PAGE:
The legal requirements for proper document destruction will continue to evolve in the coming year. As this white paper details, businesses should monitor important developments in the following areas:
• Enactment of new state laws requiring secure data disposal.
• Enactment of a federal breach-notification law.
• New class-action suits against companies that lose or inadvertently disclose consumer information.
• Increased enforcement activity at the state and federal level.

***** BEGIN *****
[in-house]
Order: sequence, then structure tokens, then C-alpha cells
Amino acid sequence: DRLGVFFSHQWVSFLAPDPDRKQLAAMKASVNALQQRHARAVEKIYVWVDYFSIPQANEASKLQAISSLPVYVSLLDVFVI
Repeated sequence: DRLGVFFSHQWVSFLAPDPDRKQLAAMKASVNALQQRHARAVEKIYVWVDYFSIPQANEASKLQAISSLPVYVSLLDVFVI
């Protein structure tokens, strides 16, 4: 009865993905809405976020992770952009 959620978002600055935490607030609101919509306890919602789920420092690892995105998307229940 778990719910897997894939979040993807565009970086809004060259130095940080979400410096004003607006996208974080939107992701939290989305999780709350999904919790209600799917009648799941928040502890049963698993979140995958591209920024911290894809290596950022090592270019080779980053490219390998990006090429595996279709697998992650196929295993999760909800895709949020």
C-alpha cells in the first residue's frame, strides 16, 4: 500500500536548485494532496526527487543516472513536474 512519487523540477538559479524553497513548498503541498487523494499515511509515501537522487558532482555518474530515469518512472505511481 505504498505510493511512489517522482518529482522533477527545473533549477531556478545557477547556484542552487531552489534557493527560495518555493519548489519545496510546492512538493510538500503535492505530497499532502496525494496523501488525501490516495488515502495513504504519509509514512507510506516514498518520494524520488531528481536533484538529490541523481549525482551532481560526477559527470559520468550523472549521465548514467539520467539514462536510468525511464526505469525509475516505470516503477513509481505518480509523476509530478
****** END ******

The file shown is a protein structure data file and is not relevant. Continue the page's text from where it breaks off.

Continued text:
(800) 899-IRON www.ironmountain.comINTRODUCTION AND SUMMARY2005 was a momentous year for the law of records management, and 2006 promises to be equally lively. The most important development of 2005 was the Federal Trade Commission s ( FTC ) Disposal Rule, which took effect on June 1, 2005.1The Disposal Rule implements certain provisions of the Fair and Accurate Credit Transactions Act ( FACTA ), which requires any person that maintains or otherwise possesses consumerinformation, or any compilation of consumer information, derived from consumer reports for a business purposeto properly dispose of such information or compilation. 2Under the new FTC Rule, all covered entities mustimplement and comply with policies that require the burning, pulverizing, or shredding of papers concerning consumer information so that the information cannot practicably be read or reconstructed. 3The Rule alsorequires businesses to exercise due diligence in selecting records disposal companies, including the obtaining of references and consideration of any third-party certifications the disposal company has obtained.4As covered in the Iron Mountain white paper entitled If You Don t Think the FACTA Disposal Rule Applies to You,Think Again!, the impact of the Disposal Rule will extend to every private and governmental organization in thecountry. The FTC will move aggressively to enforce the Rule, and other agencies both state and federal willtake the Rule as their template for enforcement of their own consumer protection authority against organizationsthat fail to dispose properly of records containing personal information. At the same time, lawyers representingplaintiffs in class-action lawsuits will look to the Rule as establishing a standard of care against which juries canmeasure the document disposal efforts of corporate defendants.In addition to the Disposal Rule, individual states have adopted disposal requirements that, in some cases, are evenmore exacting than those of the FTC. As of January 1, 2006, nine (9) states now require companies doing businessin those states, or maintaining records that include personal information of residents of those states, to take reasonable measures to prevent the unauthorized disclosure of personal information contained in such recordswhen they are undergoing disposal.5Most of those statutes specifically require that paper documents containingpersonal information be shredded. Burning and other methods of destruction of paper documents do not complywith the laws of these states.6Finally, 2005 saw a proliferation of state laws that require companies to give notice to consumers of any breach in the security of their systems or data involving personal information. These breach notification laws started in California and now have been adopted in 22 other states.7Under those laws, failure to notify consumers of a data security problem even one that does not result in identity theft or other tangible harm is an offensein itself. These laws severely restrict the ability of companies to conceal the results of inadequate records disposal practices. The legal requirements for proper document destruction will continue to evolve in the coming year. As this whitepaper details, businesses should monitor important developments in the following areas: " Enactment of new state laws requiring secure data disposal." Enactment of a federal breach-notification law." New class-action suits against companies that lose or inadvertently disclose consumer information. " Increased enforcement activity at the state and federal level. Charles H. Kennedy has taught cyberlaw and communications law for the past ten years at the Columbus School of Law,Catholic University of America, and is an author of four books on the law of electronic communications. He is Of Counsel toMorrison & Foerster, LLP, where he can be reached at email@example.com.Records Disposal and the Law:Trends to Watch in 2006Charles H. KennedyCounsel, Morrison & Foerster, LLPWHITE PAPERUS-SS-WP-303-06-001Untitled DocumentIRON MOUNTAIN WHITE PAPER (800) 899-IRON www.ironmountain.com2I. NEW STATE LAWS REQUIRING SECURE DATA DISPOSALA. State Disposal Laws Already on the Books The records disposal laws adopted to date by nine states, including high population states like New Jersey,Texas and California, will have an impact far beyond the borders of those jurisdictions.8 In fact, we canexpect those states to enforce their laws against any company, wherever located, that maintains informa-tion containing those states residents. Among other things, the nationwide reach of state disposal laws makes shredding the only prudent optionfor disposal of paper records that contain personal information. With one exception, all of the state statutesspecify the same three disposal methods: shredding, erasing, or otherwise modifying the personal information in the records to make it unreadable or undecipherable.9 Two of these prescribed methods erasing or modifying personal information can effectively be applied only to electronically-stored data.This leaves only shredding as a permissible disposal method for paper records. Accordingly, the eight statelaws that require companies to shred, erase or modify personal data are often referred to, quite accurately,as must-shred laws as they apply to paper records. The only exception to the must-shred approach is North Carolina, which defines reasonable disposalmeasures to include [i]mplementing and monitoring compliance with policies and procedures that requirethe burning, pulverizing, or shredding of papers containing personal information so that the informationcannot practicably be read or reconstructed. 10North Carolina s permitted alternative disposal methods of burning and pulverizing, however, are notpractical options for companies that have or will obtain personal information of residents of Arkansas,California, Colorado, Georgia, Montana, New Jersey, Texas, or Washington. If a company maintains personalinformation of residents of those states and companies with a national marketing footprint almostcertainly will have such data it must shred paper records containing that information or face possibleenforcement action. Accordingly, national companies that wish to comply with all applicable state disposallaws have two options: they can undertake the pointless task of using different disposal methods for information concerning residents of different states, or they can shred all of their paper documents thatcontain personal information. In effect, must shred is now the national standard for disposal of sensitivepaper records.B. State Disposal Legislation Introduced in 2005The proliferation of state records disposal laws shows no sign of abating and likely will continue in the 2006sessions of the various state legislatures.Bills introduced in 2005 confirm this trend, and a number of those bills specify or endorse shredding as a proper or prescribed method for disposing of records that contain personal information. For example, a bill introduced in the Illinois General Assembly would provide that each agency s program for efficientmanagement of records [must] require shredding as the means of destroying or disposing of personalrecords unless otherwise required by the act. 11Similarly, a bill introduced in the New York State Assemblywould require any medical business, tax preparation business or other business person to properly disposeof records containing personal information through one or more of the following means: shredding,destruction, modification, or other reasonable action to ensure that no unauthorized person will have accessto the personal information.... 12Other bills that mandate proper disposal of paper documents containingpersonal information were introduced in the legislatures of Maryland and Pennsylvania.13In light of the continuing public and political concern with breaches of data security, many more states can be expected to adopt document disposal legislation in the coming year.Untitled DocumentIRON MOUNTAIN WHITE PAPER (800) 899-IRON www.ironmountain.com3II. PROSPECTS FOR A FEDERAL BREACH NOTIFICATION LAW Since 2003, when California adopted the first law requiring businesses to notify consumers of breaches ofnetwork security involving stored personal information, 22 other states have enacted similar legislation. Asa result, U.S. businesses must monitor and comply with a wide variety of breach notification obligations, andthe compliance burden this situation imposes is likely to increase as more states adopt breach notificationlaws in the New Year. In 2005, Congress discovered that breach notification laws are popular with the public and moved accord-ingly. Several breach notification bills were introduced in the House and Senate, and although none of thosebills became law, a new federal statute may be passed in 2006.14If such a federal law is not enacted, or ifthat law fails to preempt more restrictive state statutes, American business will continue to be burdenedwith the task of compliance with dozens of breach notification laws.A. State Breach Notification LawsThe state breach notification laws already on the books create a crazy quilt of obligations for U.S. business.All of those statutes require business and/or public organizations to report certain occurrences involvingdefined categories of personal information, and all of those statutes impose penalties for failure to comply.The laws vary widely, however, in significant ways, including the entities to which they apply, the types of information they are intended to protect, and the level of the security breaches that give rise to a duty to report. For example, some of the state laws apply to all persons or businesses within the state that own or licensepersonal information (although they may exempt financial and healthcare organizations already subjectto federal data security regulations).15Other states limit their breach notification requirements to specially-defined entities, such as information brokers 16and data collectors. 17Still other laws apply to state agencies and political subdivisions.18Equally confusing is the range of personal information categories to which the breach notification lawsapply. For example, most of the statutes apply to computerized personal data; but North Carolina s lawrequires notification of breaches of the security of personal information in any form (whether computer-ized, paper, or otherwise). 19Therefore, businesses that experience security breaches involving only paperrecords must report those incidents if North Carolina residents will be affected. (Businesses also must beaware that failure to report an incident involving paper records may be challenged by the FTC and stateauthorities as an unfair trade practice and may form the basis of private lawsuits by affected consumers.)Similarly, most of the statutes define the personal information to which they apply as including a person sname combined with one or more standard items, such as a Social Security number, driver s license number,or financial account numbers and access codes.20Some laws, however, cover additional categories of data,such as date of birth, mother s maiden name, medical history and digital signatures.21Even more confusing are the states different definitions of the circumstances that constitute reportablesecurity breaches. This element of the statutes is especially important to both businesses and consumers.At one extreme, consumers will not benefit from (and will learn to ignore) repeated notices of trivial systemincidents that create no real risk of identity theft or other harm. At the other extreme, notifications that arewithheld until harm to consumers is confirmed may be too little, too late to prevent losses. Ideally, breachnotification laws will strike a balance between these extremes, by only requiring companies to give noticeof breaches that create a significant, if less than certain, risk that personal information has gotten into thewrong hands and will be misused.Untitled DocumentIRON MOUNTAIN WHITE PAPER (800) 899-IRON www.ironmountain.com4Most of the notification laws now on the books resolve this dilemma by erring on the side of more noticerather than less. The typical statute borrows from California, which requires disclosure of any breach of thesecurity of the system following discovery or notification of the breach in the security of the data to any resident of California whose unencrypted personal information was, or is reasonably believed to have been,acquired by an unauthorized person. 22 Breach of the security of the system, in turn, is defined by Californiaand most other states as unauthorized acquisition of computerized data that compromises the security,confidentiality, or integrity of personal information maintained by the person or business. 23Under this California standard, the duty to notify is triggered whenever there is a risk that an unauthorizedperson has acquired personal data, even if there are no specific facts to suggest that the information will be used to harm consumers. For example, a company might discover the theft of a laptop computer thatcontains unencrypted personal information. The company might have no reason to believe that the thiefwas interested in the stored information. Nevertheless, if the laptop contains personal information of residents of California, or of any of the other states that have adopted the California approach, notificationof the incident likely would be required simply because an unauthorized person knowingly or not nowhas access to the information stored in the laptop s hard drive.Some states, however, let businesses decide not to disclose certain breaches that might have resulted inunauthorized acquisition of personal information. Specifically, a few states have adopted risk of harm statutes that require notice only if the breach is reasonably likely to result in criminal activity or other harmto consumers.24A company in such a risk of harm state might, for example, choose not to disclose the theftof a laptop that was promptly recovered from a local pawnshop, on the assumption that the thief was simply looking for quick cash and had neither the time nor the motivation to acquire and misuse the personal data stored on the machine. (Of course, if the thief later turns out to have downloaded the data and turned it over to an identity theft ring before pawning the laptop, the company s decision will beliberally second-guessed by affected consumers and state authorities.)More state breach notification laws were proposed in 2005, and more will be enacted in 2006.25For at leasttwo reasons, however, 2005 saw a strong movement in Congress to pass a federal notification law. One setof pressures came from consumer groups that want to replace or reinforce the patchwork of state laws witha universal, California-type notification requirement. Other pressures came from business interests thatprefer a federal risk of harm law that preempts more restrictive state obligations. These contradictorydemands produced a number of bills and no definitive action, but the battle to craft a national breach notification law will continue in 2006. B. The Push for A Federal Breach Notification Law in 20061. Who Will Be Covered By The Proposed Federal Notification Law?First, and fundamentally, Congress must decide who will be subject to the federal notification law. Some ofthe bills introduced in 2005 would have covered all U.S. businesses engaged in interstate commerce, andsome would have applied to governmental bodies.26Other bills covered only financial institutions, creditreporting agencies or information brokers. 27The choice of entities that will be covered by a new law will have several implications. Notably, if a federalstatute fails to cover entities that are subject to one or more state notification laws, those entities may continue to be subject to multiple state obligations even if Congress elects to preempt state laws that cover entities subject to the federal law. Similarly, if Congress elects to cover credit reporting agencies,financial institutions, healthcare institutions or other entities that already are subject to federal data security regulations, it must ensure that the new law does not weaken or otherwise conflict with existingobligations. Finally, Congress s definitions of the categories of businesses subject to the new law must beclear enough to preclude confusion about which companies are covered and which are not. Untitled DocumentIRON MOUNTAIN WHITE PAPER (800) 899-IRON www.ironmountain.com52. When Will Companies Have An Obligation To Give Notice?The greatest challenge of drafting a security breach notification bill is deciding when notice of a breach will be required. In testimony given before Congress in 2005, business interests warned that if companiesmust report every system incident, including those that pose no plausible risk of harm, consumers will be deluged with false alarm notices that they probably will learn to ignore. Accordingly, the business witnesses urged Congress to adopt a risk of harm standard rather than a statute that follows the lead of California s notification law. Consumer groups, not surprisingly, testified that letting businesses decidewhen breaches of their systems pose a reportable risk of harm would put the fox in charge of guarding thehenhouse. The consumer groups, along with the attorneys general of several states, therefore urgedCongress to adopt a California-type standard or, at least, decline to preempt state laws that include thatstandard.The bills introduced in 2005 take a wide variety of approaches to this balancing act. At one extreme, someof the bills give companies great latitude to investigate security incidents and decide, on the basis of theirown assessment of the risk involved, whether notice to consumers is required. For example, H.R. 3997, theFinancial Data Protection Act of 2005, provides as follows: (a) Security Policies and Procedures - Each consumer reporter shall have an affirmative obligation toimplement, and a continuing obligation to maintain, reasonable policies and procedures to pro-tect the security and confidentiality of sensitive financial personal information relating to anyconsumer that is maintained, serviced, or communicated by or on behalf of such consumerreporter against any unauthorized use that is reasonably likely to result in substantial harm orinconvenience to such consumer. (b) Investigation Requirements- (1) INVESTIGATION REQUIRED - Whenever any consumer reporter determines or becomesaware of information that would reasonably indicate that a breach of data security has or may have occurred or is reasonably likely to be about to occur, or receives noticeunder subsection (d), the consumer reporter shall immediately conduct a reasonable investigation to -- (A) assess the nature and scope of the potential breach; (B) identify the sensitive financial personal information involved; and (C) determine if the potential breach is reasonably likely to result in substantial harm orinconvenience to any consumer to whom the information relates. (2) SCOPE OF INVESTIGATION - An investigation conducted under paragraph (1) shall be commensurate with the nature and the amount of the sensitive financial personal information that is subject to the breach of data security. (3) FACTORS TO BE CONSIDERED - In determining the likelihood under this section thatsensitive financial personal information that was the subject of a breach of data securityhas been or will be misused, the consumer reporter shall consider all available relevantfacts, including whether the information that was subject to the breach was encrypted,redacted, required technology to use that is not generally commercially available, or is otherwise unreadable or unusable. Untitled DocumentIRON MOUNTAIN WHITE PAPER (800) 899-IRON www.ironmountain.com6(c) Investigation Notices and System Restoration Requirements - If a consumer reporter determines after commencing an investigation under subsection (b) that a potential breach of data security may result in substantial harm or inconvenience to any consumer to whom the sensitive financial personal information involved in such potential breach relates, the consumer reporter shall --(1) promptly notify the United States Secret Service; (2) promptly notify the appropriate functional regulatory agency for the consumer reporter; (3) notify as appropriate and without unreasonable delay --(A) any entity that owns or is obligated on a financial account that may be subject to unauthorized transactions as a result of the breach, to the extent the breach involvesrelated sensitive financial account information, including in such notification informa-tion reasonably identifying the nature and scope of the breach and the sensitive financial personal information involved; (B) each nationwide consumer reporting agency, in the case of a breach involving sensitivefinancial identity information relating to 1,000 or more consumers; and (C) any other appropriate critical third parties -- (i) whose involvement is necessary to investigate the breach; or (ii) who will be required to undertake further action with respect to such information toprotect such consumers from resulting fraud or identity theft; (4) to the extent possible and practicable, take reasonable measures to repair the breach andrestore the security and confidentiality of the sensitive financial personal informationinvolved to limit further unauthorized use of such information; and (5) take reasonable measures to restore the integrity of the affected data security safeguardsand make appropriate improvements to data security policies and procedures.28Other bills do not permit companies to rely upon their own investigations as a basis for nonreporting. Forexample, S.1332, the Personal Data Privacy and Security Act of 2005, simply states that notice is required following the discovery of a security breach of its system or databases in its possession or control whensuch security breach impacts sensitive personally identifiable information. 29A security breach, in turn, isdefined in S. 1332 as compromise of the security, confidentiality, or integrity of computerized data throughmisrepresentation or actions that result in, or there is a reasonable basis to conclude has resulted in, theunauthorized acquisition of and access to personally identifiable information. 30The choice Congress makes between these different reporting thresholds will significantly affect the risk tobusiness that a new federal breach-notification statute will pose. If Congress chooses a standard like theone set out in S.1332, businesses will be required to report any security breach that they reasonably believeto have resulted in unauthorized access to personal information including, presumably, cases in whichthe unauthorized access is unlikely to cause harm. Those notifications may have little benefit for consumers,but they will undermine the affected businesses public image and alert the FTC, and other enforcementagencies, to possible defects in those businesses data protection practices. If, on the other hand, Congressadopts a standard like the one set out in H.R. 3997, companies might fail to remedy lax procedures thateventually will cause harm to the public. Untitled DocumentFinally, even if Congress passes a bill with the more business-friendly approach of H.R. 3997, it is by nomeans certain that Congress will preempt more restrictive state laws. If Congress elects not to preempt, andimportant states like California continue to require notice of even harmless breaches, companies that dobusiness nationally will be forced to comply. 3. Will Congress Preempt the States Breach Notification Laws?In the testimony and debates concerning the federal breach notification bills introduced in 2005, businessinterests urged Congress to preempt the breach notification laws of the states. Such preemption wouldhave created a single breach notification regime for all U.S. companies, regardless of where they did businessand where their customers were located.31The states and the consumer protection groups generally opposed preemption, arguing that state laws with more stringent notification requirements should continue to be enforced.32Under this approach, for example, a new federal law that permitted companies to forego notification when their own investiga-tions of a breach showed no risk of actual harm to consumers would not relieve those companies of the obligation to notify consumers in California and other states that have less permissive laws. This resultwould effectively leave business interests no better off than they were before federal legislation was passed.The preemption issue promises to remain highly contentious in 2006. If Congress fails to include clear language on the issue of preemption, we could see a repeat of the lengthy and inconclusive challenges to state do-not-call requirements that resulted from the ambiguous preemption language of the 1991 federal telemarketing statute.33As that experience has shown, unless Congress expresses its intentionto preempt in unmistakable language, the states will continue to enforce their breach notification lawsaggressively. Finally, it is by no means certain that new federal legislation will emerge from the debate that resumes in 2006. The competing interests affected by breach notification may produce a continuing deadlock. Also,a number of congressional committees can legitimately claim jurisdiction over this issue, and such turf battles are a frequent source of inaction on Capitol Hill. If a new federal law does not emerge this year, businesses must continue to monitor the state capitols for new and perhaps inconsistent notificationobligations. As is always the case when states make rules for nationwide businesses, the most restrictivestate law is likely to become the standard. III. NEW CLASS-ACTION SUITS2005 will be remembered as the year plaintiffs lawyers discovered data security. The first major event, butby no means the only one, was the fallout from Choicepoint, Inc. s disclosure of personal information ofmore than 500,000 people to representatives of dummy companies that posed as legitimate Choicepointcustomers. Starting with a claim filed in Los Angeles on February 18, 2005 only three days after the databreaches were disclosed a number of class-action suits have been brought on behalf of individuals whoclaim that their personal information was compromised.34Only the following month, a shareholders suitagainst Choicepoint alleged that the company harmed actual and potential investors by failing to disclosethe inadequacy of its security practices.35Choicepoint has not been the only target of private lawsuits arising out of data security breaches.CardSystems Solutions, Inc. is the defendant along with VISA, Mastercard and one bank in a class-actionsuit arising out of the theft of information concerning some 40 million credit card accounts.36Similarly, afterthe FTC brought its action against BJ s Wholesale Club for loss of unsecured bank card data that was used tomake fraudulent purchases, a number of card issuers sued BJ s for the cost of reimbursements to cardhold-ers and cancellation and resissuance of compromised accounts.37Also, a class-action complaint was filedagainst LexisNexis, Reed Elsevier Inc. and Seisint for alleged, unauthorized disclosures of credit reports andother personal information.38IRON MOUNTAIN WHITE PAPER (800) 899-IRON www.ironmountain.com7Untitled DocumentIRON MOUNTAIN WHITE PAPER (800) 899-IRON www.ironmountain.com8The success of these complaints is by no means assured, and one court already has dismissed a class-actionclaim for lack of evidence that a health insurance manager s loss of a computer hard drive containing bene-ficiaries personal information caused any actual harm to the plaintiffs.39A proper case, however, brought bydefendants who have suffered identity theft or other actual harm because of careless handling of personaldata, could result in crippling damage awards against corporate defendants. Companies that store person-al data should watch the progress of the pending class-action claims closely. They should expect more suchclaims to be brought as companies continue to issue the breach notifications required by state (and, per-haps, federal) breach reporting requirements. IV. INCREASED REGULATORY ENFORCEMENTAs detailed in the Iron Mountain white paper entitled If You Don t Think the FACTA Disposal Rule Applies toYou, Think Again!, the FTC has a history of looking for enforcement targets when Congress passes a new lawfor that agency to enforce. Such enforcement action sends a signal to industry that the Commission is seri-ous about the new law and demonstrates to Congress that the agency makes good use of the authorityentrusted to it.As noted earlier, in 2005 the FTC took the critical step that will permit it to enforce the records disposalrequirements of the Fair and Accurate Credit Transactions Act. By adopting a specific Disposal Rule, theCommission sent a signal to businesses that maintain personal information that they must follow reason-able disposal practices or face adverse action.The likelihood of new enforcement activity is underscored by recent FTC initiatives in the privacy and con-sumer protection areas. On December 1, 2005, the Commission announced its settlement of an actionagainst DSW Inc., which allegedly had allowed hackers to gain access to bank card and checking accountinformation of more than 1.4 million customers. Among the Commission s charges against DSW was thatthe company failed to dispose of duplicate customer files that no longer were needed in its business opera-tions.40Although the FTC did not specifically cite its new Disposal Rule, the specific reference to failure to dis-pose of sensitive records demonstrates the Commission s awareness of this issue.Another emerging element of the FTC s enforcement program is its increased tendency to demand significant monetary damages, as well as consent decrees, against companies that violate consumers rights. The most dramatic demonstration of this new emphasis is the December, 2005 settlement between the Commission and DirecTV, which agreed to pay 5,335,000 for making unlawful sales calls to residentialtelephone numbers of the national Do Not Call Registry.41Against this background, businesses should not be surprised if enforcement actions against violators of the FTC Disposal Rule are accompanied by demands, not only for the defendant s agreement to a lengthy consent decree, but for payment of substantial penalties as well.Finally, it should be remembered that the FTC is not the only source of consumer protection enforcement,including actions against companies that suffer loss or compromise of consumer data. The states are equally aggressive in this area, and many of the states attorneys general look to the FTC and emulate theenforcement priorities of that agency.CONCLUSION2005 brought data security to the forefront of public and political awareness, and the fallout from thoseevents is still building. Businesses that store personal information should be aware that the attention givento this issue is not a fad and will not soon subside. Proper management and disposal of records is a high-level corporate governance issue that will be with us for years to come.Untitled DocumentIRON MOUNTAIN WHITE PAPER (800) 899-IRON www.ironmountain.com9FOOTNOTES1 16 C.F.R. Pt. 682.2 Fair and Accurate Credit Transactions Act of 2003, Pub.L. 108?159, 111 Stat. 1952, 15 U.S.C. 1681w(a)(1). 3 16 C.F.R. Pt. 682, 682.3(b)(1). 4 Id. 682.3(b)(3). 5 Arkansas Code Annotated 4-110-103 et seq.; California Civil Code 1798.80 et seq.; Colorado RevisedStatutes 6-1-713; Official Code of Georgia Annotated 10-15-1 et seq.; Montana Code Annotated 30-14-1702; New Jersey Statutes 56:8-161 et seq.; North Carolina General Statutes 75.61 et seq.; TexasBusiness & Commercial Code 48.102; Revised Code of Washington 19.215. 6 See, e.g., Arkansas Code Annotated 4-110-104(a); California Civil Code 1798.81; Official Code of GeorgiaAnnotated 10-15-2; Montana Code Annotated 30-14-1703; New Jersey Statutes 56:8?162; TexasBusiness & Commercial Code 48.102(b); Revised Code of Washington 215.010(2). 7 Arkansas Code Annotated 4-110-103 et seq.; California Civil Code 1798.82; Connecticut Senate Bill S.B.650 (2005, effective Jan. 1, 2006); 6 Delaware Code 101 et seq.; Florida Statutes 817.5681; Official Codeof Georgia Annotated 10-10911 et seq.; 815 Illinois Code 530/10(a); Louisiana Revised Statutes 51:3073 et seq.; Sec. 1.10 Maine Revised Statutes Annotated ch. 210-B 1347 et seq.; Minnesota Statutes 325E.61; Montana Code Annotated 30-14-1704; Nevada Revised Statutes Sec. 17, Title 52, 24; NewJersey Statutes 56:8-163; New York Consolidated Law Service General Business 899aa; North CarolinaGeneral Statutes 75-65; North Dakota Century Code 51-30-02; Pennsylvania Senate Bill No. 712, Sessionof 2005, Breach of Personal Information Notification Act (effective July 1, 2006); Rhode Island General Laws 1-49.2-3; 2005 Tennessee Public Acts 473, amending Title 47, Chapter 18, Part 21 of Tennessee CodeAnnotated; Texas Business & Commercial Code 48.103; Revised Code of Washington 19.255.010. 8 If a company is a financial institution, medical business or tax preparation business, it also is subject toWisconsin s must-shred law. Wisconsin Statutes 895.505. Some of the state disposal statutes also applyto governmental agencies. See, e.g., Colorado Revised Statutes 6-1-713(1) (applies to each public and private entity in the state ); New Jersey Statutes 56:8-162 (applies to any business or public entity );Revised Code of Washington 19.215.020(1), 19.215.010(2) (applies to ay entity, defined to include a soleproprietor, partnership, corporation, limited liability company, trust association, financial institution, governmental entity, other than the federal government, and any other individual or group, engaged in atrade, occupation, enterprise, governmental function, or similar activity in this state, however organized tooperate a profit. Accordingly, government agencies, no less than private businesses, should be aware of theirobligations under the records disposal laws of their states. 9 Arkansas Code Annotated 4-110-104(a). 10 North Carolina General Statutes 75.64(b). 11 Illinois General Assembly, House Bill HB 4229, synopsis as introduced, available at http://www.ilga.gov/leg-islation/BillStatus_pf.asp?DocNum=4229&DocTypeId=HB&LegI. 12 New York Assembly Bill A08456, http://assembly.state.ny.us/leg/?bn=A08456. 13 Maryland House bill 1588 introduced March 8, 2005 by Delegate Moe, summarized at State Net MarylandBill Tracking, 2005 Bill Tracking MD H.B. 1588; General Assembly of Pennsylvania House Bill No. 1921,Session of 2005, referred to Committee on Commerce August 18, 2005. 14 See, e.g., S.1332, Personal Data Privacy and Security Act of 2005; S.1789, Personal Data Privacy and SecurityAct of 2005; S.1216, Financial Privacy Breach Notification Act of 2005; S.1594, Financial Privacy ProtectionAct of 2005; S.768, Comprehensive Identity Theft Prevention Act; S.1408, Identity Theft Prevention Act;S.751, Notification of Risk to Personal Data Act; S.115, Notification of Risk to Personal Data Act; H.R. 3997,Financial Data Protection Act of 2005; H.R. 3140, Consumer Data Security and Notification Act of 2005;H.R. 3374, Consumer Notification and Financial Data Protection Act of 2005; H.R. 3375, Financial DataSecurity Act of 2005; H.R. 1069, Notification of Risk to Personal Data Act. 15 See, e.g., Minnesota Statutes 325E.61(1)(a); Texas Business & Commercial Code 48.103(b); ArkansasCode Annotated 4-110-105. Untitled DocumentIRON MOUNTAIN WHITE PAPER (800) 899-IRON www.ironmountain.com1016 An information broker is defined in Maine as a person who, for monetary fees or duties, engages in whole or in part in the business of collecting, assembling, evaluating, compiling, reporting, transmitting,transferring or communicating information concerning individuals for the primary purpose of furnishingpersonal information to nonaffiliated third parties. Maine Revised Statutes Annotated 210-B 1347(3).See also Official Code of Georgia Annotated 10-1-911(2). 17 In Illinois, a data collector may include, but is not limited to, government agencies, public and private universities, privately and publicly held corporations, financial institutions, retail operators, and any otherentity that, for any purpose, handles, collects, disseminates, or otherwise deals with nonpublic personalinformation. Illinois H.B. 1633, Public Act 94-36, 5. 18 See, e.g., California Civil Code 1798/29(a); Burns Indiana Code Annotated 4-1-11-5(a); MinnesotaStatutes 13.055(2); Ohio Revised Code Annotated 1347.12(B)(1). 19 North Carolina General Statutes 75-65(a). Businesses should be aware that breaches of the security ofpaper records, although not technically covered by the breach notification laws of most states, must be disclosed if any North Carolina residents are affected. Also, failure to report a breach of paper records maybe challenged by the FTC or the states as an unfair trade practice, and may form the basis of private lawsuits by affected consumers. 20 See,.e.g., California Civil Code 1798.29(e); 6 Delaware Code 101(4); Florida Statutes 817.5681(5); TexasBusiness & Commercial Code 48.002(2)(defining sensitive personal information ).21 See, e.g.,Arkansas Code Annotated 4-110-103(7); North Carolina General Statutes 75-65(a); NorthDakota Century Code 51-30-01(2). 22 California Civil Code 4-110-105(b).23 Id. 1798.82(d).24 See, e.g., Florida Statutes 817.5681(10); North Carolina General Statutes 75-61(14); Revised Code ofWashington 19.255.010(10)(d).25 See, e.g., Alaska House Bill 270 (introduced Apr. 15, 2005); Massachusetts Senate Bill 2058 (2005).26 S.1332, the Personal Data Privacy and Security Act of 2005, and S.1789, would have covered all businessentities, including nonprofits, and all agencies; S.768, the Comprehensive Identity Theft Prevention Act,would have applied to all commercial entities; see also S.751 and S.115. 27 See H.R. 3997 ( consumer reporter ); H.R. 3140 (financial institutions and unregulated information brokers ); S.1594 ( financial services providers ); S.1408 ( consumer credit reporting agencies ); H.R. 3374( financial institutions ); H.R. 3375 ( consumer reporters ); H.R. 1069 ( financial institutions ). 28 H.R. 3997 630(b). 29 S.1332 421(a). 30 Id. 3(10). 31 See Testimony of Oliver Ireland, Morrison & Foerster LLP, before House Subcommittee on FinancialInstitutions and Consumer Credit, Nov. 9, 2005 (2005 Federal News Service); Testimony of Randy Lively,American Financial Services Association, before House Subcommittee on Financial Institutions andConsumer Credit, Nov. 9, 2005 (2005 Federal News Service). 32 See, e.g., Testimony of Evan Hendricks, Privacy Times, before House Subcommittee on Financial Institutionsand Consumer Credit, Nov. 9, 2005 (2005 Federal News Service); Testimony of Julie Brill, NationalAssociation of Attorneys General, before House Subcommittee on Financial Institutions and ConsumerCredit (2005 Federal News Service).33 See, e.g., Rules and Regulations Implementing the Telephone Consumer Protection Act of 1991, CG DocketNo. 02-278, Report and Order, 18 FCC Rcd 14014 83.34 Goldberg v. Choicepoint, Inc., No. BC329115 (Los Angeles Superior Court, filed Feb. 18, 2005). Three otherclass-action complaints were brought against Choicepoint in California, and a similar suit was filed againstthe company in Georgia. Harrington et al. v. Choicepoint, Inc., CV05-1294; Salladay et al. v. Choicepoint,Inc., CV05-1683; Cloy v. Choicepoint, Inc., CV05-1993 (all consolidated in the U.S. District Court for theCentral District of California); Wilson, et al. v. Choicepoint, Inc., No. 05-1604 (U.S. District Court for theNorthern District of Georgia).Untitled DocumentIRON MOUNTAIN WHITE PAPER (800) 899-IRON www.ironmountain.com1135 Perry v. Choicepoint, Inc., CV-05-1644 (U.S. District Court for the Central District of California, filed Mar. 4,2005).36 Parke, et al. v. CardSystems Solutions, Inc. et al., CGC 05 44264 (California Superior Court, San Francisco).37 In the Matter of BJ s Wholesale Club, Inc., File No. 0423160 (Federal Trade Commission, AgreementContaining Consent Order, HYPERLINK "http://ftc.gov/os/caselist/0423160/050616agree0423160.pdf"http://ftc.gov/os/caselist/0423160/050616agree0423160.pdf; see, e.g., Banknorth. N.A. v. BJ s WholesaleClub,Inc., No. 05 CV 0021 P S, 2005 WL 1610654, at *6 (U.S. District Court for District of Maine, July 8, 2005).38 James Syran v. LexisNexis Group, et al., No. 05-909 (U.S. District Court for Southern District of California).39 Sollenwerk v. TriWest Healthcare Alliance, No. CIV 03-0185-PHX-SRB (U.S. District Court for District ofArizona)(unpublished decision, Sep. 6, 2005).40 FTC Press Release, DSW Inc. Settles FTC Charges (Dec. 1, 2005).41 FTC Press Release, DirecTV to Pay 5.3 Million Penalty for Do Not Call Violations (Dec. 13, 2005).Untitled Document(800) 899-IRON www.ironmountain.comIron Mountain operates in major markets worldwide, serving thousands of customers throughout the U.S., Europe, Canada, Latin America, and the Pacific Rim.For more information, visit our Web site at www.ironmountain.com.745 Atlantic AvenueBoston, Massachusetts 02111 (800) 899-IRON 2006 Iron Mountain Incorporated. All rights reserved. Iron Mountain and the design of the mountain are registeredtrademarks of Iron Mountain Incorporated. All other trademarks are the property of their respective owners.IRON MOUNTAIN WHITE PAPER